The die was cast in the subversion of the sovereignty of an independent India by the British Raj in 1862, when it laid down the law of apartheid, to isolate “the tribal groups.” The British came into the area in the 1820s, following the Burmese conquest of Manipur and parts of Assam. The area had become unstable in the latter part of the 18th Century, following the over-extension of the Burmese-based Ahom kingdom, which reached into Assam. The instability caused by the weakening of the Ahom kingdom prompted the Burmese to move to secure their western flank. But the Burmese action also helped to bring in the British. The British East India Company was lying in wait for the Ahom kingdom to disintegrate.

The Anglo-Burmese War of 1824-26 ended with a British victory. By the terms of the peace treaty signed at Yandaboo on Feb. 24, 1826, the British annexed the whole of lower Assam and parts of upper Assam (now Arunachal Pradesh). The Treaty of Yandaboo provided the British with the foothold they needed to annex Northeast India, launch further campaigns to capture Burma’s vital coastal areas, and gain complete control of the territory from the Andaman Sea to the mouth of the Irrawaddy River. What were London’s motives in this venture? The British claimed that their occupation of the northeast region was required to protect the plains of Assam from “tribal outrages and depredations and to maintain law and order in the sub-mountainous region.” 

THE ‘APARTHEID LAW’ 

Following annexation of Northeast India, the first strategy of the British East India Company toward the area was to set it up as a separate entity. At the outset, British strategy toward Northeast India was:

• to make sure that the tribal people remained separated from the plains people, and the economic interests of the British in the plains were not disturbed;

• to ensure that all tribal aspirations were ruthlessly curbed, by keeping the bogeyman of the plains people dangling in their faces; and,

• to ensure the tribal feudal order remained intact, with the paraphernalia of tribal chiefs and voodoo doctors kept in place. Part of this plan was carried out through the bribing of tribal chiefs with paltry gifts.

LORD PALMERSTON’S ZOO 

lord_palmerston

The British plan to cordon off the northeast tribal areas was part of its policy of setting up a multicultural human zoo, during the 1850s, under the premiership of Henry Temple, the third Viscount Palmerston. Lord Palmerston, as Henry Temple was called, had three “friends”—the British Foreign Office, the Home Office, and Whitehall.

The apartheid program eliminated the Northeast Frontier Agency from the political map of India, and segregated the tribal population from Assam, as the British had done in southern Africa and would later do in Sudan. By 1875, British intentions became clear, even to those Englishmen who believed that the purpose of Mother England’s intervention in India, and the Northeast in particular, was to improve the conditions of the heathens. In an 1875 intelligence document, one operative wrote: “At this juncture, we find our local officers frankly declaring that our relations with the Nagas could not possibly be on a worse footing than they were then, and that the non-interference policy, which sounds excellent in theory, had utterly failed in practice.”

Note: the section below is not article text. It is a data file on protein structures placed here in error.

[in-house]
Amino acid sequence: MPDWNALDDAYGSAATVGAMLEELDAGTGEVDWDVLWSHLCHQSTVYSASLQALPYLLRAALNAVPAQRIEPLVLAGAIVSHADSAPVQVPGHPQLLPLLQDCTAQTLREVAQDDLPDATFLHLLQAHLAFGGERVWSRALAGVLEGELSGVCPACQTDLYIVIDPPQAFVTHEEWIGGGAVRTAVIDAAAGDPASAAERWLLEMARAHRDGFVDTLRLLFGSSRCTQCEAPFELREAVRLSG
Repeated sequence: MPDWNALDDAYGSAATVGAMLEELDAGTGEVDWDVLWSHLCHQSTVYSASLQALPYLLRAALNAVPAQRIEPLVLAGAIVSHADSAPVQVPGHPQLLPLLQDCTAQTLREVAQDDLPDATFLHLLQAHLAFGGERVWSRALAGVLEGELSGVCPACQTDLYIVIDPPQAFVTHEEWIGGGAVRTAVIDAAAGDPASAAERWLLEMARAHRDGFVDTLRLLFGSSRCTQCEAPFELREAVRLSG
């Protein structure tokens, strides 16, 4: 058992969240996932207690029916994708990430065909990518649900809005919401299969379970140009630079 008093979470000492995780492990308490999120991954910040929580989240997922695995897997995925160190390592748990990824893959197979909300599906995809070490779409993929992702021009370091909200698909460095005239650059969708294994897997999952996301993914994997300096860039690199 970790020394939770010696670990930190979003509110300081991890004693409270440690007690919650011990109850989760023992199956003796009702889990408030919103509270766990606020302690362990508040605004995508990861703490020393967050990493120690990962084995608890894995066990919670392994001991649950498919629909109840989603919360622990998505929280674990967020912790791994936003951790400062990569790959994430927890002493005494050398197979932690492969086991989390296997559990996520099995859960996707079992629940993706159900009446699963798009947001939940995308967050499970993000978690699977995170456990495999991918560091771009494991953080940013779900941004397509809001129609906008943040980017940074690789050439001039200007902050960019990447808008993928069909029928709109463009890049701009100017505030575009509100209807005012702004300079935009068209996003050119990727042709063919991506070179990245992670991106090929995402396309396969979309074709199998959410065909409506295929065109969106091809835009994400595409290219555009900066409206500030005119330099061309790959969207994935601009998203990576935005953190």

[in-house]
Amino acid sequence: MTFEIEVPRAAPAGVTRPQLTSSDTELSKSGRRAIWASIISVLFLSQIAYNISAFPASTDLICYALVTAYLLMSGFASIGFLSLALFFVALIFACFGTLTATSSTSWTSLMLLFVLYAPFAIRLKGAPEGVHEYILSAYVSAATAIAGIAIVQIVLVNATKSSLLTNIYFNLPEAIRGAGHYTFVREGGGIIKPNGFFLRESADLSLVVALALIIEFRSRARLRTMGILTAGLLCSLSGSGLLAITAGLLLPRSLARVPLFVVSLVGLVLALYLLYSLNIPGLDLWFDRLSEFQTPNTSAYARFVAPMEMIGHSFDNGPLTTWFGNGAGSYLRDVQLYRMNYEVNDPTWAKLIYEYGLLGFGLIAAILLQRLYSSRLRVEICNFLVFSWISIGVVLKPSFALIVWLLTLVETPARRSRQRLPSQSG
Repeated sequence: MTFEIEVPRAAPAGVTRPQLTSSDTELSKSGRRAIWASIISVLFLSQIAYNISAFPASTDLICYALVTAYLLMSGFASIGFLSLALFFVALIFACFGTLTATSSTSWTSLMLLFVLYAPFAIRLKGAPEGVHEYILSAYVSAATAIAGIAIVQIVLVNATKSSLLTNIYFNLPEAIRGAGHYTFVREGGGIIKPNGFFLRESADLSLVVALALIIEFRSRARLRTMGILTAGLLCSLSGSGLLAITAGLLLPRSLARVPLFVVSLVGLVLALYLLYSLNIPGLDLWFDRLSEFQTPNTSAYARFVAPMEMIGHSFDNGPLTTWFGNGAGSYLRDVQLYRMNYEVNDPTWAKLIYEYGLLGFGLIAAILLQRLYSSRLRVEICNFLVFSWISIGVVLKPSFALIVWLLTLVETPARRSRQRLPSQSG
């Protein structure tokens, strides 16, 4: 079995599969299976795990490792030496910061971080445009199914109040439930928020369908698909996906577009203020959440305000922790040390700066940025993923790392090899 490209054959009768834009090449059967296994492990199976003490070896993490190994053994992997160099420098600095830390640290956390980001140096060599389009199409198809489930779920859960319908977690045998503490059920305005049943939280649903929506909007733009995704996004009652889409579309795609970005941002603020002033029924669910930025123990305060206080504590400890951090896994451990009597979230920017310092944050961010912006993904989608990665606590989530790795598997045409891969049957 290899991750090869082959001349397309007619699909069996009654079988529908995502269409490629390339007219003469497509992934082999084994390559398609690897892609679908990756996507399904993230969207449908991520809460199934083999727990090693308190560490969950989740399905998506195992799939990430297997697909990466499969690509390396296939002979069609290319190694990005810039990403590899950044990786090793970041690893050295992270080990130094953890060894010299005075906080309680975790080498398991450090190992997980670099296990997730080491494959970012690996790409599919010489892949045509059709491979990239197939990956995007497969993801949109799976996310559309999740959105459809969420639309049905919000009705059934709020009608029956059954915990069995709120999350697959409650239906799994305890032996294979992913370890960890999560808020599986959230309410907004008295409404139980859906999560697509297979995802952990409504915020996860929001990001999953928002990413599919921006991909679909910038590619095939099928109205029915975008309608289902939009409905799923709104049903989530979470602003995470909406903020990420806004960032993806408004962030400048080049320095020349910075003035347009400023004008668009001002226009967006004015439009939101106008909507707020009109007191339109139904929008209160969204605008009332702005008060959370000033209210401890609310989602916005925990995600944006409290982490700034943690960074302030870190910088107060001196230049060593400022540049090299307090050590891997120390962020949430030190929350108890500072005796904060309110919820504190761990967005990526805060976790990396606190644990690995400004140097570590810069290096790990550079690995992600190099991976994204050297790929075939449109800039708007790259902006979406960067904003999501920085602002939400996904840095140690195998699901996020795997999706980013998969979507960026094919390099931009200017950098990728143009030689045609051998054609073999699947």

Apartheid also helped the British to function freely in this closed environment. Soon enough, the British Crown introduced another feature: It allowed Christian missionaries to proselytize among the tribal population and units of the Frontier Constabulary. The Land of the Nagas was identified as “virgin soil” for planting Christianity.

“Amonga people so thoroughly primitive, and so independent of religious profession, we might reasonably expect missionary zeal would be most successful,” stated the 1875 document, as quoted in the “Descriptive Account of Assam,” by William Robinson and Angus Hamilton.

Missionaries were also encouraged to open government-aided schools in the Naga Hills. Between 1891 and 1901, the number of native Christians increased 128%. The chief proselytizers were the Welsh Presbyterians, headquartered in Khasi and the Jaintia Hills.

British Baptists were given the franchise of the Mizo (Lushai) and Naga Hills, and the Baptist mission was set up in 1836.

BRITISH MINDSET CONTROLLED NEW DELHI

Since India’s Independence in 1947, the Northeast has been split up into smaller and smaller states and autonomous regions. The divisions were made to accommodate the wishes of tribes and ethnic groups which want to assert their sub-national identity, and obtain an area where the diktat of their little coterie is recognized.